–by Anna Gosman, guest contributor All Karen had said was, “Walk around the corner and grab your iPad from the beauty shop. I’ll wait for you in the car.” Her daughter had forgotten her iPad, and Karen figured the thirteen-year-old could run back to the shop to get it. It was safe – this was a small town, and things like kidnapping just didn’t happen here. Minutes ticked by. How long should it take to grab an iPad? Karen glanced at her phone. No calls, but that wasn’t a surprise. Becky never remembered to charge the battery – frankly, she never remembered to carry her phone. Fifteen minutes later, Karen turned off the car and stepped out into the street. Feeling slightly irritated, she walked around the corner and grabbed the door handle to the beauty shop, but it was closed. And no Becky in sight. This all started because of eyebrows. Several months ago, Becky had complained of feeling embarrassed by her thick, black eyebrows. Karen knew their long-time hairdresser, Tracy, could easily take care of the problem with a quick wax job. But the appointment hadn’t gone as planned. Karen had warned Tracy about Becky’s sensory issues, but neither of them expected a full-fledged meltdown. Tracy had managed to smear the warm wax under Becky’s eyebrows, but as she reached forward to rip the unwanted hairs from their roots, Becky had panicked, instinctively knowing it would be excruciating to her sensitive skin. Karen knew immediately what was happening. Becky had always struggled with an over-sensitivity to touch. She hated hugs. Gentle tapping on her shoulder was torture. She screamed when Karen brushed her hair. Taking a shower felt like acid tearing her skin, each drop burning its way down her body. This eyebrow business could be tricky. “Beauty is pain, Becky,” Karen joked, trying to calm her daughter while grabbing for her hands, pulling them down near her waist. Several times, Tracy tried counting to three, but it always resulted in Becky flinging her hands back to her face, eyes wide with terror. Why was it so difficult to sympathize with Becky? Karen looked at Becky and then at Tracy. “Just do it. Get it off. We’ve wasted enough of your time.” Tracy did as Karen had instructed and ripped the tape. Becky screamed, desperately trying to maneuver her hands out from beneath her mother’s. Karen held firm, sweat dripping down her face. It was over, and the eyebrows were thin and attractively shaped. But Karen was furious that something so simple, something that was supposed to strengthen her daughter’s self-esteem, had turned into yet another battle. No more eyebrows. Ever. Yet here they were again. It had taken months for Becky to convince Karen to let her return to Tracy’s shop. This time, Karen told her, they were not repeating a meltdown. And Becky had come through like a champion. Wax, rip, repeat. Just lovely eyebrows and a huge victory for all of them. But now Becky was missing. Karen’s mind whirred. Where was Becky? She scanned the sidewalk then headed back to the car, but Becky was nowhere to be found. Kidnapped. Raped. Lost. Where was her child? Becky may have been thirteen, but between her autism, ADHD, anxiety, and learning disability, she processed differently than most kids. How desperately Karen craved normalcy for Becky…and for herself too. Why should she feel bad about sending her to the shop alone? Just then, Karen saw someone running toward her in the distance. “Where have you been?” she asked her daughter, who was panting from her run down Main Street. “I couldn’t remember where the shop was,” Becky explained. ADHD. Karen could imagine Becky focusing on the wrong thing – not the directions, but the traffic and the lights and the people and the smells of downtown. “It was only around the corner,” Karen snapped, incredulous. “Where did you go? Did you cross the road?” Becky looked confused. “No. I just kept going straight.” Karen looked beyond Becky to where she knew her daughter had come from. No phone call; no request for help. Karen knew Becky would have been too afraid to ask someone on the street. Anxiety. Karen realized Becky didn’t even understand her mother’s mood. Autism. Becky, still confused, asked, “Are you upset?” Slow processing speed. Her learning disability was muffling her thoughts. “Yes! You could have been kidnapped! You could have been dead! I had no idea where you were! You ran off alone without even telling me.” “Sorry,” Becky said, shrugging her shoulders. Karen urged her daughter back toward the car, knowing she’d have to return tomorrow for the iPad. She set her hand on the steering wheel and glanced in the rearview mirror. Her lovely daughter. Her daughter’s lovely eyebrows. How could such a normal day with such simple tasks become so complex, a tangle of love and frustration, longing and grief, pain and relief? Was this normal motherhood? Was this what it was to love a daughter with a disability? Her eyes glazed with tears. “Mom?” Becky sheepishly called out. “Sorry I made you mad. What’s for supper?” Reality. Or at least reality for them—for today. And that would have to be enough.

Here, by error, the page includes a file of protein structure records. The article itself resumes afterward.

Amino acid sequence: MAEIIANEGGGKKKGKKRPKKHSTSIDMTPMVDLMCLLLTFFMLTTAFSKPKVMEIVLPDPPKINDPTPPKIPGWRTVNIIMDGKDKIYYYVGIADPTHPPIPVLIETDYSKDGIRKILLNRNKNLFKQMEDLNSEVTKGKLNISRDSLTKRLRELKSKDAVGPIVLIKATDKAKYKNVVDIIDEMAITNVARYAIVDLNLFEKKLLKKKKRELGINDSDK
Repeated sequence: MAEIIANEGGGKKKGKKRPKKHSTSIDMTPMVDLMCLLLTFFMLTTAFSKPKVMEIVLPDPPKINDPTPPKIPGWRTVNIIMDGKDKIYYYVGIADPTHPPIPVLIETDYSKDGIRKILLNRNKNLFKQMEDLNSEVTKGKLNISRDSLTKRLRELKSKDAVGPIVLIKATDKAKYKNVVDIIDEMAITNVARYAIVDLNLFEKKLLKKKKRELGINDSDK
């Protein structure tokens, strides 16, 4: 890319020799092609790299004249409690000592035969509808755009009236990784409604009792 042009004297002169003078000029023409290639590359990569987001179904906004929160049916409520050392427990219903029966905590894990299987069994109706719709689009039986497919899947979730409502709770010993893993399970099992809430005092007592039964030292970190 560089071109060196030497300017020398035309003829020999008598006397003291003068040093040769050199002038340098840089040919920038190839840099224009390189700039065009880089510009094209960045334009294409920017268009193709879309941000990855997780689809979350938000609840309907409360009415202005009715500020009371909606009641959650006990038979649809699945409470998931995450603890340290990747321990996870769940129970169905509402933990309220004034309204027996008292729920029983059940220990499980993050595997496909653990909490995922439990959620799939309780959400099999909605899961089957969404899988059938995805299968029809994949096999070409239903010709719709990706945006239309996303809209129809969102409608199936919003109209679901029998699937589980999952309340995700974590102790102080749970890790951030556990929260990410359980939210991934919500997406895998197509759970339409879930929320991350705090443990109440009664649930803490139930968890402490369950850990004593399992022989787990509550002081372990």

Movies that Matter: Paper Tigers – A Discussion with Jim Sporleder
ATN is commemorating Children’s Mental Health Month (May) and PTSD Month (June) with three Movies that Matter. On May 11, ATN gathered for a Q&A